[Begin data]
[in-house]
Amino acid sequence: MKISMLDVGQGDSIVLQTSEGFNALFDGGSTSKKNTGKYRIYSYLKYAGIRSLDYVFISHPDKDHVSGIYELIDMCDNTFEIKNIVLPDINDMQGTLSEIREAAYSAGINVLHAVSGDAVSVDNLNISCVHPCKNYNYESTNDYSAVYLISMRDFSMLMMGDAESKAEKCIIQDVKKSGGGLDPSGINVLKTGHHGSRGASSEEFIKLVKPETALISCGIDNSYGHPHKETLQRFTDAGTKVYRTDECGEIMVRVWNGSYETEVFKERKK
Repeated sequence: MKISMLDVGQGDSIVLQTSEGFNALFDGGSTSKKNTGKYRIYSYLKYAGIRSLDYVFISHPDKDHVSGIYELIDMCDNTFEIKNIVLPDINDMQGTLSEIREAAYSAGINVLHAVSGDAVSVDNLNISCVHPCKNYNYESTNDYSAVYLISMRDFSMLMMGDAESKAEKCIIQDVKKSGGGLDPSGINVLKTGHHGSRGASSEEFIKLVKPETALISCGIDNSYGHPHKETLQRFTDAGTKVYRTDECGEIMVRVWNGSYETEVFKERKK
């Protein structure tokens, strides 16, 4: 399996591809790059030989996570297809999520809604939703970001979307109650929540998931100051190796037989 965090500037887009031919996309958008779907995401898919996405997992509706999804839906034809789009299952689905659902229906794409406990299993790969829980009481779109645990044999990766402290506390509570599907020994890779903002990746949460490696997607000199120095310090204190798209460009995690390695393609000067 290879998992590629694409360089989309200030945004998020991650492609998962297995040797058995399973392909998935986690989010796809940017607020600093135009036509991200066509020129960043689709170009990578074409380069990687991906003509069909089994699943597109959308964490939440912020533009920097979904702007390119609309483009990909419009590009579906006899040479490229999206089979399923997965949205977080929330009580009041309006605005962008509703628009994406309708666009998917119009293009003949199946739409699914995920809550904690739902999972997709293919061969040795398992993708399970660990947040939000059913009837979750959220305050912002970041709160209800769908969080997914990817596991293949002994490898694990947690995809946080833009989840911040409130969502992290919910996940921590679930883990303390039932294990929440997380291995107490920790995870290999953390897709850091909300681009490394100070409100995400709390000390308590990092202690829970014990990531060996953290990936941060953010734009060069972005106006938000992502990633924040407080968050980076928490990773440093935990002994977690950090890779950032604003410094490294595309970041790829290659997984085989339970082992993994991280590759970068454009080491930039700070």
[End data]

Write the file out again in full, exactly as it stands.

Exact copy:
[in-house]
Amino acid sequence: MKISMLDVGQGDSIVLQTSEGFNALFDGGSTSKKNTGKYRIYSYLKYAGIRSLDYVFISHPDKDHVSGIYELIDMCDNTFEIKNIVLPDINDMQGTLSEIREAAYSAGINVLHAVSGDAVSVDNLNISCVHPCKNYNYESTNDYSAVYLISMRDFSMLMMGDAESKAEKCIIQDVKKSGGGLDPSGINVLKTGHHGSRGASSEEFIKLVKPETALISCGIDNSYGHPHKETLQRFTDAGTKVYRTDECGEIMVRVWNGSYETEVFKERKK
Repeated sequence: MKISMLDVGQGDSIVLQTSEGFNALFDGGSTSKKNTGKYRIYSYLKYAGIRSLDYVFISHPDKDHVSGIYELIDMCDNTFEIKNIVLPDINDMQGTLSEIREAAYSAGINVLHAVSGDAVSVDNLNISCVHPCKNYNYESTNDYSAVYLISMRDFSMLMMGDAESKAEKCIIQDVKKSGGGLDPSGINVLKTGHHGSRGASSEEFIKLVKPETALISCGIDNSYGHPHKETLQRFTDAGTKVYRTDECGEIMVRVWNGSYETEVFKERKK
């Protein structure tokens, strides 16, 4: 399996591809790059030989996570297809999520809604939703970001979307109650929540998931100051190796037989 965090500037887009031919996309958008779907995401898919996405997992509706999804839906034809789009299952689905659902229906794409406990299993790969829980009481779109645990044999990766402290506390509570599907020994890779903002990746949460490696997607000199120095310090204190798209460009995690390695393609000067 290879998992590629694409360089989309200030945004998020991650492609998962297995040797058995399973392909998935986690989010796809940017607020600093135009036509991200066509020129960043689709170009990578074409380069990687991906003509069909089994699943597109959308964490939440912020533009920097979904702007390119609309483009990909419009590009579906006899040479490229999206089979399923997965949205977080929330009580009041309006605005962008509703628009994406309708666009998917119009293009003949199946739409699914995920809550904690739902999972997709293919061969040795398992993708399970660990947040939000059913009837979750959220305050912002970041709160209800769908969080997914990817596991293949002994490898694990947690995809946080833009989840911040409130969502992290919910996940921590679930883990303390039932294990929440997380291995107490920790995870290999953390897709850091909300681009490394100070409100995400709390000390308590990092202690829970014990990531060996953290990936941060953010734009060069972005106006938000992502990633924040407080968050980076928490990773440093935990002994977690950090890779950032604003410094490294595309970041790829290659997984085989339970082992993994991280590759970068454009080491930039700070």